To nail the problem down, one last monstrosity from A Game of Thrones. Read on at your own risk: Casterly Rock, the century-old castle on the rocky western cliffs of Westeros, has been tortured into Casterlystein. This does not only sound like something uttered by a person with the sense of language of a brickstone (which has likely more), it also kills every meaning the original name carried. Better to miss the whole meaning than to try and force a questionably translated half of it onto innocent readers together with the feel that someone, who failed to translate the complete word, deems them brainless.

 There are some exceptions of course, as there always are.
 For example, I like the Polish-to-German translations of the Witcher novels by Andrzej Sapkowski, done by Erik Simon. They feel just right, genuine, believeable, and German feels better to me than English with these books, as it works nicely with my interpretation of the in-world names and expressions even if some aren't the same as in the original language, which I can't read. The name of the light-headed hedonistic bard-guy Jaskier / Rittersporn / Dandelion hasn't even the same meaning and still fits the character in each language (though I would also have been fine with Jaskier).
 Most of all, the use of language in the translation reads like a book, not like a hastily done reproduction of sentences. This is writing. Art. A worthy tribute to the witty, living language of the original. Thanks so much to everyone responsible for this good translation of some of my favorite novels.

 So, in the end, I have some serious words for publishers (whoever may feel addressed by this):
 Pay a good translator their work's worth, even if the sum doubles together with the time. No mediocrity, but quality. It's only one of many factors, and usually pays out.
 And don't treat your readers like inept dumbasses. They aren't. Need proof? They are readers.

 Now that I typed all the translated nonsense in this rant, I'm going to wash my hands in acid, just to make sure I don't spread the disease.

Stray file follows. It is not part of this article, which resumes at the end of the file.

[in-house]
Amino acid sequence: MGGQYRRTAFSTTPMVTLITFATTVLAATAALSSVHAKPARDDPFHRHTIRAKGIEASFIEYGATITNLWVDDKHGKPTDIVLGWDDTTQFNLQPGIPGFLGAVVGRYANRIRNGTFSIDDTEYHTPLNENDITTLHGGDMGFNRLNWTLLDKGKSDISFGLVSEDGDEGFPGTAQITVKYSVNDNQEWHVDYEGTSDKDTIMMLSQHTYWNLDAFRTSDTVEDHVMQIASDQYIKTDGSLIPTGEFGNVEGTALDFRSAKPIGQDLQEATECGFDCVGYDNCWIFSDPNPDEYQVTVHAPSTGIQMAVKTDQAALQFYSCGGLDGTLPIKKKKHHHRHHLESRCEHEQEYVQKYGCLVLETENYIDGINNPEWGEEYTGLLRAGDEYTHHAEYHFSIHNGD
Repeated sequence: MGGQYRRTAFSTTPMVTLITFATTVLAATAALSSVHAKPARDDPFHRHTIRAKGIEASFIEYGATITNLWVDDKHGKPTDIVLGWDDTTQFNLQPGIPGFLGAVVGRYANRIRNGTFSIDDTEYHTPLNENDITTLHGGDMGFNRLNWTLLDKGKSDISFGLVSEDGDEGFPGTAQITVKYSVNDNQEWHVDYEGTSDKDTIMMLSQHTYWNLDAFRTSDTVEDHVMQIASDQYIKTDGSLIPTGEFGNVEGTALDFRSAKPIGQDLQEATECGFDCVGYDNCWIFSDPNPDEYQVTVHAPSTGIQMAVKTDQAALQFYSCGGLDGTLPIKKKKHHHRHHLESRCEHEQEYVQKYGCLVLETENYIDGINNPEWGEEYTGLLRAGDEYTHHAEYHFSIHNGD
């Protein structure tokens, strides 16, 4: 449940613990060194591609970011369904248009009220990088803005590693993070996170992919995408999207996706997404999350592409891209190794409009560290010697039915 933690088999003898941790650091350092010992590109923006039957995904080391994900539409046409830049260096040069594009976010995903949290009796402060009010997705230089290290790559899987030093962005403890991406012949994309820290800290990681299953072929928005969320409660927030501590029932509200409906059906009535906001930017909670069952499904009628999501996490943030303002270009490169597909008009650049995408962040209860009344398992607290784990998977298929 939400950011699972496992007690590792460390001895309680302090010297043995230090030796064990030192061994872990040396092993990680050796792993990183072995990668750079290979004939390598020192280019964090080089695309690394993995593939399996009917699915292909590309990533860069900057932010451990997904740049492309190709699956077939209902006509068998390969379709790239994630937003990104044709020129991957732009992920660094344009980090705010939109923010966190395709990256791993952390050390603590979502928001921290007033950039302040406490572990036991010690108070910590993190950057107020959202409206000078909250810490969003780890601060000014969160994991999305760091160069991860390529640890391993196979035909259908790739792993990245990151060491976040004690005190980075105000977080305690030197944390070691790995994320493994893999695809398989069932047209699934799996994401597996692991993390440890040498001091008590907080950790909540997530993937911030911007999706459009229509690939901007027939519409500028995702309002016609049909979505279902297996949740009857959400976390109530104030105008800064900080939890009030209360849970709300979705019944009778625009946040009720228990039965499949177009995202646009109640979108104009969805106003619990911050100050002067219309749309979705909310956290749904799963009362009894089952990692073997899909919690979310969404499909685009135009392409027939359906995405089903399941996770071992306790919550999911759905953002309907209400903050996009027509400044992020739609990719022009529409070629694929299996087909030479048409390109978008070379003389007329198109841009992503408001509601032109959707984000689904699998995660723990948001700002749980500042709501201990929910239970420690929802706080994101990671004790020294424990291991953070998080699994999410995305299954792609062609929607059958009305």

Among the countless differences between medieval chivalric novels and today's blockbusters there's one detail that makes me like the medieval stuff better, despite its romance and descriptions and blah blah all over. I confess that I like medieval stuff anyways, but still, this was strange to me until I noticed what I don't like in many modern movie protagonists: they are lazy, whining sissies who don't dare to breath until life forces them to do so. When they are given a challenge, they will run off to mommy aka their mentor character and tell them that they don't want to be challenged. Oooo, their life could change. They could be forced to eat fruit loops instead of corn flakes. It is usually their hesitation which, in the end, causes the mentor to die, so that sissy needs to become the hero and save the world. I am quite sure most mentors throw themselves into a hopeless battle so they do not need to pamper a mewling Wangst (please look this up at tvtropes.com, the description there is unrivaled).

There are quite few modern stories that take up the old concept of a hero picking his task for himself. Please note that I am not referring to hard-boiled genres. Oh, well, influence from external forces is fine, but even without this influence the protagonists which I mean decide to do something, to act. They see the problems and move against them. They strive to reach their goal. Curiously, the classical heros from the age-old hero's journey also mainly start on their quest 'cause they want to, or feel that they do the right thing. There is not even always a problem pushing them on, 'cause the quest might simply be a rite of passage.
So how to avoid a whining sissy? The story starts with a strong, active protagonist. Don't take me wrong: even a protagonist who is depressive and cries all day may be a strong character, and even the guy with the biggest gun and the darkest stare may be a sissy.

Strong characters are absolutely not boring, and they usually cannot save the world by themselves. They usually still have a mentor. They may even embark on a hero's journey, just with a little different start. They will not be angsty about themselves, or only for a second, and they will overcome that problem without someone patting their head and telling them what to do. They thrive when you throw nasty things at them, 'cause they can proof themselves and need to overcome their weaknesses. Most of all, personal fears will never keep them from doing obviously important things.

The hard part is that an author needs to put damned heavy stones in their way. I tried that, and it proved to be a challenge. It also proved to be an exciting, interesting and motivating way of storytelling. For once, I needed to stop my protagonists from reaching their goal too easily. I had to burden them with huge flaws and confront them with obstacles and antagonists that would kill a sissy instantly. I did not leave them time for being angsty. Evil Overlords who are worthy their name, assassins, plagues, comets, and the End Of The World will not wait for a sissy to gather themselves in a two-hour pseudophilosophical whining session when the situation forces everyone to act.